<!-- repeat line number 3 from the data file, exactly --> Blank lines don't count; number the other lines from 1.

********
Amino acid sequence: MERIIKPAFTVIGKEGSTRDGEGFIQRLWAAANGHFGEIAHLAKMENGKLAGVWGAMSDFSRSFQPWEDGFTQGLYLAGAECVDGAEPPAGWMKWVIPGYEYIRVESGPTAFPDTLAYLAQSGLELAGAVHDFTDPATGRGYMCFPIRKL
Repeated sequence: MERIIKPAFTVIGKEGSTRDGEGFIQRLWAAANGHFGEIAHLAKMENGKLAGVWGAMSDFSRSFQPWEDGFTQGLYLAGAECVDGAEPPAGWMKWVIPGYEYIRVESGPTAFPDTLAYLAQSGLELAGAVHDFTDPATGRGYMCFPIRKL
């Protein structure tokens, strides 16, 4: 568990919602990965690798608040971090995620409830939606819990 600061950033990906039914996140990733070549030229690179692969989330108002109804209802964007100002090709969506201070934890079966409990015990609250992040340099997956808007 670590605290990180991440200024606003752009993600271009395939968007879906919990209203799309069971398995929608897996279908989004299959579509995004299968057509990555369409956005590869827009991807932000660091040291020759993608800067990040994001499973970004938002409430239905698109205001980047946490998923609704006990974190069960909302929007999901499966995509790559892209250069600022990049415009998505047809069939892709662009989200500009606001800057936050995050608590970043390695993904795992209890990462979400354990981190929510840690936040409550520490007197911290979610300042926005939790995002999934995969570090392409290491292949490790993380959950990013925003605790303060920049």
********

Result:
């Protein structure tokens, strides 16, 4: 568990919602990965690798608040971090995620409830939606819990 600061950033990906039914996140990733070549030229690179692969989330108002109804209802964007100002090709969506201070934890079966409990015990609250992040340099997956808007 670590605290990180991440200024606003752009993600271009395939968007879906919990209203799309069971398995929608897996279908989004299959579509995004299968057509990555369409956005590869827009991807932000660091040291020759993608800067990040994001499973970004938002409430239905698109205001980047946490998923609704006990974190069960909302929007999901499966995509790559892209250069600022990049415009998505047809069939892709662009989200500009606001800057936050995050608590970043390695993904795992209890990462979400354990981190929510840690936040409550520490007197911290979610300042926005939790995002999934995969570090392409290491292949490790993380959950990013925003605790303060920049």